Borrelia burgdorferi interacts with a variety of cells, including fibroblasts (11–13). For example, it has been postulated that the binding of B. burgdorferi to activated platelets might favor the concentration of spirochetes to regions of endothelial damage, thereby targeting the spirochetes to the arthropod vector at the site of the tick bite and tick attachment (14). A novel leukocyte sub-population with fibroblast-like properties called “fibrocytes” has been described recently (15). Both human and mouse fibrocytes are negative for many B and T lymphocyte, macrophage, and dendritic cell markers (i.e., CD3, CD4, CD8, CD16, CD19, CD25, CD33, CD38, CD44) but are positive for the hematopoetic progenitor cell marker CD34 (15). In addition, fibrocytes express the common leukocyte marker CD45 as well as the fibroblast products collagen type I, collagen type III, vimentin, and fibronectin (15). Fibrocytes are present in connective tissue scars and have the ability to rapidly enter from blood into subcutaneously implanted wound chambers (15). Because of the known interaction of B. burgdorferi with fibroblasts (11–13) and fibronectin (16, 17), we predicted that the spirochete would also interact with fibrocytes. The predilection of both B. burgdorferi (13, 18, 19) and fibrocytes (15) for connective tissues led us to speculate that the spirochete may utilize the fibrocyte as a means to reach joints from the peripheral circulation. We provide here morphologic evidence for spirochete/fibrocyte interactions, an important prerequisite for fibrocyte-mediated spirochete targeting.
Rabbit anti-human collagen immunoglobulin G (IgG) (No. T61554R: a mixture of anti-human type I, II, III, IV, and V IgGs) was purchased from Biodesign (Kennebunk, ME). Fluorescein (FITC)-conjugated sheep anti-rabbit IgGAM (No. PF310) was obtained from The Binding Site (San Diego, CA), Phycoerythrin-conjugatedanti-CD34monoclonal antibody (MAb) was from Becton Dickinson (Bedford, MA), and FITC-conjugated anti-collagen type I MAb was from Chemicon (Temecula, CA). Rabbit serum was obtained from Pel-Freeze Biologicals (Rogers, AR). Histopaque-1077, gelatin-free BSK H medium, dextran sulfate, and all other biochemicals were from Sigma (St. Louis, MO).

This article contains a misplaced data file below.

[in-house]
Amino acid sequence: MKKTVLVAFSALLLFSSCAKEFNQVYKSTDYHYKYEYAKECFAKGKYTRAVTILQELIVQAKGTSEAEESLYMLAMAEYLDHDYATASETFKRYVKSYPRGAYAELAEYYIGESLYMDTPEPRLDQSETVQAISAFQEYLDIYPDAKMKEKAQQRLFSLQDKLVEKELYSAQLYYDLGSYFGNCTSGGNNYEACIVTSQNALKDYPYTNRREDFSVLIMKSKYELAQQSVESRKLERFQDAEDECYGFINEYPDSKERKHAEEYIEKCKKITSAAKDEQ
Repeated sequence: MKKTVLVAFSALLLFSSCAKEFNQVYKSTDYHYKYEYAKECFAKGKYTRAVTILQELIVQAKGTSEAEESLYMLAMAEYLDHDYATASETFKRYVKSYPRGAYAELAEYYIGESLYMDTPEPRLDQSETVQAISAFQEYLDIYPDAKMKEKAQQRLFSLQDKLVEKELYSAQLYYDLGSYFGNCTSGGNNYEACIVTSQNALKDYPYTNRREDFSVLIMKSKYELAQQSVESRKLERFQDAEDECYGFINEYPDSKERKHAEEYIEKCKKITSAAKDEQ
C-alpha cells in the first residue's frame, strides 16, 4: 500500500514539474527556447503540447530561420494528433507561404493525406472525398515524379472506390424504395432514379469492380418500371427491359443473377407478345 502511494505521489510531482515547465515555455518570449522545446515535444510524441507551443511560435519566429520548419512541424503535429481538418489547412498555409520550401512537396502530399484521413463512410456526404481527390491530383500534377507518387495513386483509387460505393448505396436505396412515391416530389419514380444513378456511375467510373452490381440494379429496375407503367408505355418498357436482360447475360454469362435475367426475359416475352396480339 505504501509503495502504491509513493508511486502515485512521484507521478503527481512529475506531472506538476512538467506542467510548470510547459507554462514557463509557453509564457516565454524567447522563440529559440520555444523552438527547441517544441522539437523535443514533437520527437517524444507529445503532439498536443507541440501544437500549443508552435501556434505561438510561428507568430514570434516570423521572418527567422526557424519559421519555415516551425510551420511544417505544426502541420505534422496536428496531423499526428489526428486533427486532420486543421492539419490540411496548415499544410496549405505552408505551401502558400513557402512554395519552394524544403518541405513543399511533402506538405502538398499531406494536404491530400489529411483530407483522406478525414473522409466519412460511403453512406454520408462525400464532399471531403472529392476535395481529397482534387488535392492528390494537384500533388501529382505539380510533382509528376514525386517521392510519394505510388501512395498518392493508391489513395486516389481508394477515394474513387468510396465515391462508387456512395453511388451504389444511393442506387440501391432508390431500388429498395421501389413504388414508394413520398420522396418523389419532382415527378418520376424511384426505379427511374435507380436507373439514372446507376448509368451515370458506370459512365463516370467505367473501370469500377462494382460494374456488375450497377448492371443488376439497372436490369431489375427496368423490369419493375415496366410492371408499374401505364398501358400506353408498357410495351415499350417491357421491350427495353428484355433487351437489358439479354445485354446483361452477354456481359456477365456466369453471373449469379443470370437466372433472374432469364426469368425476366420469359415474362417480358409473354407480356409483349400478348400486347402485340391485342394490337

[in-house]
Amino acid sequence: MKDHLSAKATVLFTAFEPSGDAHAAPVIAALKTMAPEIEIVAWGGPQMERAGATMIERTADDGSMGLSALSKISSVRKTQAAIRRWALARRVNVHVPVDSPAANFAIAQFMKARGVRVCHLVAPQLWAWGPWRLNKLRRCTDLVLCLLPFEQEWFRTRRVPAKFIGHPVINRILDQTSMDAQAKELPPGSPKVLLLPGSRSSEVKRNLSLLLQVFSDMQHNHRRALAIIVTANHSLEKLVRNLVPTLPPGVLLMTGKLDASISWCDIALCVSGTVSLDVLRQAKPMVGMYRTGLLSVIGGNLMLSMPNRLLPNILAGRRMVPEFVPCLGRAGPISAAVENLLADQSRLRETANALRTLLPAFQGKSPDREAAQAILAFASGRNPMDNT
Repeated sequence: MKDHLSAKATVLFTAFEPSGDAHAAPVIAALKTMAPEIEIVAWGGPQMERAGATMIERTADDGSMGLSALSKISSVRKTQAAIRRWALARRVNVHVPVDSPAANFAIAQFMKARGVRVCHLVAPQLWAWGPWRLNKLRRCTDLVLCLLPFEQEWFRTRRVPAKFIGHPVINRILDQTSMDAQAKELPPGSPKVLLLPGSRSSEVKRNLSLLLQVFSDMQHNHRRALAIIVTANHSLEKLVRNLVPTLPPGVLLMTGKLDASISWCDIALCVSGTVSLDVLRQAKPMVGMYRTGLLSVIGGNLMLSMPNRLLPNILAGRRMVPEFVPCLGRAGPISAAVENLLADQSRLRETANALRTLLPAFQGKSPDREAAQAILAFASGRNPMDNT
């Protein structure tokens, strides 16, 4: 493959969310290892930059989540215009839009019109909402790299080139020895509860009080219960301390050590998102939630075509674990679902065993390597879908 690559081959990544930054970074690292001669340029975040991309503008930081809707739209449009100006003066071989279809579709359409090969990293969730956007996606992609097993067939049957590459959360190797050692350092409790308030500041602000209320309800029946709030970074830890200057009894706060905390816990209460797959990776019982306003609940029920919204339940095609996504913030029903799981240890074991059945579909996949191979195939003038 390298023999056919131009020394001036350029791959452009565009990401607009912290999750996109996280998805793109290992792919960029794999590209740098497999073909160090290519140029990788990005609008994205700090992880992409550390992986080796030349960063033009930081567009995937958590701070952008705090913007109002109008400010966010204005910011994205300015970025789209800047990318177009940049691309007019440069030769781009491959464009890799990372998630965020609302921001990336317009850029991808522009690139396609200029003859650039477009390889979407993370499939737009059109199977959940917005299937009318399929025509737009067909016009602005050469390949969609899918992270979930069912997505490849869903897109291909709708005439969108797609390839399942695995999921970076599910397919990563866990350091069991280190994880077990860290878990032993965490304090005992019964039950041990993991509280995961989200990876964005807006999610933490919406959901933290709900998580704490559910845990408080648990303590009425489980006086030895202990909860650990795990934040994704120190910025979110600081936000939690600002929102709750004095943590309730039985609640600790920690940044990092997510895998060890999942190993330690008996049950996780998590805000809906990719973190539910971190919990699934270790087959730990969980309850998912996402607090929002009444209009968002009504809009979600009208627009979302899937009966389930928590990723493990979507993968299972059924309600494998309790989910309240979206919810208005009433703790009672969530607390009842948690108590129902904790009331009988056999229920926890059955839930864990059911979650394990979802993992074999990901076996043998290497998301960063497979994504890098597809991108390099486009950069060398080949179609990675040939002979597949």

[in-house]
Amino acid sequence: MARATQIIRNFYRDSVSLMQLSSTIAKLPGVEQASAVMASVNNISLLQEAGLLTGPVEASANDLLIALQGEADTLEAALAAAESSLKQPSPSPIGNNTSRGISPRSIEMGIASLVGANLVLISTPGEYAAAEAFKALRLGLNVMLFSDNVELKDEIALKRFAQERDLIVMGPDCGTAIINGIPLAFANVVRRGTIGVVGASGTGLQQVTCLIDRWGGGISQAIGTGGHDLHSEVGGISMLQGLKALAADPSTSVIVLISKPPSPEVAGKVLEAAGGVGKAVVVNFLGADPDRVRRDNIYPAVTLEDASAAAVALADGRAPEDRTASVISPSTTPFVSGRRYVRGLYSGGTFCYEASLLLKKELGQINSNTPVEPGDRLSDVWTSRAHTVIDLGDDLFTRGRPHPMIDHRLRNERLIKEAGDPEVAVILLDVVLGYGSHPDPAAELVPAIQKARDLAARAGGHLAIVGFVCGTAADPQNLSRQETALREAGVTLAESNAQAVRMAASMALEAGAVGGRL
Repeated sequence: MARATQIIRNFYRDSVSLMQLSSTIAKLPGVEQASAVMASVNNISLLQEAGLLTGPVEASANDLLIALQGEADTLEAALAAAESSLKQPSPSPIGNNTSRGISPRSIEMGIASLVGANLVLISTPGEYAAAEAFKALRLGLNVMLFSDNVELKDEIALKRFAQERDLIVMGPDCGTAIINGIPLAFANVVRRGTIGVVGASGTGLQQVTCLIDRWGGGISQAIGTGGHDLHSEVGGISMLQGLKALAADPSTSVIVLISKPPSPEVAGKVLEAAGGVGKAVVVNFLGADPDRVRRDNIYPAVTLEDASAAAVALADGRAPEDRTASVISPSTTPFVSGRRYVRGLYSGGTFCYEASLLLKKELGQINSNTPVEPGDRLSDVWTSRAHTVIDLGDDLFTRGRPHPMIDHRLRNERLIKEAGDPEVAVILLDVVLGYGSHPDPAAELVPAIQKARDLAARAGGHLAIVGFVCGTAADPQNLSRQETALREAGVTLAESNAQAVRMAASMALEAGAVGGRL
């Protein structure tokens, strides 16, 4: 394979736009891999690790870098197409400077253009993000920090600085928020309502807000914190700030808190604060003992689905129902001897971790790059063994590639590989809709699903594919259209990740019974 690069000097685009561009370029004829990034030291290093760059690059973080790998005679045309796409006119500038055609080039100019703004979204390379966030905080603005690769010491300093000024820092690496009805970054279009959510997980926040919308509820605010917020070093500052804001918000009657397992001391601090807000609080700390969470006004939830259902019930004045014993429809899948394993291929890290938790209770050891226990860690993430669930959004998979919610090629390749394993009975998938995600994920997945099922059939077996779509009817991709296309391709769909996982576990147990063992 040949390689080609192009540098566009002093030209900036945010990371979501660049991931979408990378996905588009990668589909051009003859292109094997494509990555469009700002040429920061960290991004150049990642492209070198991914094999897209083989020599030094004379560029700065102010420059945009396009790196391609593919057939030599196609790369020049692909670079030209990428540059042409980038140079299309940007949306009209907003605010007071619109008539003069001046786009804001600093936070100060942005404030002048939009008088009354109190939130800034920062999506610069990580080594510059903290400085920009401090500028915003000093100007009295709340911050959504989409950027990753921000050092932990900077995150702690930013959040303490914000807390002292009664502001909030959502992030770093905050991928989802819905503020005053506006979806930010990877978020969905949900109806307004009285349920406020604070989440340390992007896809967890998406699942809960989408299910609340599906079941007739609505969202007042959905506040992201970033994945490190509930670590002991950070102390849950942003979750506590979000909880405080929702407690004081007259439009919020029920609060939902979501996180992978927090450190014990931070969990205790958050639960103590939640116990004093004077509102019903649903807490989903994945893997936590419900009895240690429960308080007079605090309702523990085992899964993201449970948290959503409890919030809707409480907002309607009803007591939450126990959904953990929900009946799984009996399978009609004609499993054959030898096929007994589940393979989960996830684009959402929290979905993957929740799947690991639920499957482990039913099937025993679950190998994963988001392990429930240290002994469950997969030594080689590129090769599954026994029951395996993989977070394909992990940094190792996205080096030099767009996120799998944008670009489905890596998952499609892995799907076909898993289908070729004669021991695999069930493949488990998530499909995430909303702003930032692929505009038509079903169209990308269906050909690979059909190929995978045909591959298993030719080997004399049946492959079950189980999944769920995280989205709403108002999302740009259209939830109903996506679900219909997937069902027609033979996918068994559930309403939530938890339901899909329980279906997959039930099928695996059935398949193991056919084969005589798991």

Analysis of Collagen-Positive Lymphocyte-like Cells of Rhesus Monkey Mononuclear Cells by Flow Cytometry
Monkey mononuclear cells were isolated from normal male Rhesus monkey blood on Histopaque-1077 according to the manufacturer’s instructions. The cells were washed with phosphate-buffered saline (PBS) and incubated for 10 min at 37°C in PBS, 0.1 % NaN3 containing rabbit anti-human collagen IgG as the primary antibody. The cells then were washed in PBS-azide and incubated for 30 min at 37°C with FITC-conjugated sheep anti-rabbit IgG. The cells were fixed with 1% paraformaldehyde and resolved on an EPICS 541 flow cytometer. In all experiments at least 10,000 cells were analyzed.
In Vitro Cultivation of Spirochetes
Low-passage (<10) B. burgdorferi strain JD1 was obtained from the Centers of Disease Control (CDC). B. burgdorferi M297 was obtained from Dr. Russell Johnson (University of Minnesota). The spirochetes were cultured according to Barbour (20) at 34°C (in 5% CO2, 3% O2, and 92% N2) in gelatin-free BSK-H medium containing 10% young-rabbit serum. The bacteria were examined with a dark-field microscope to verify that the organisms were thoroughly dispersed at the start of all assays.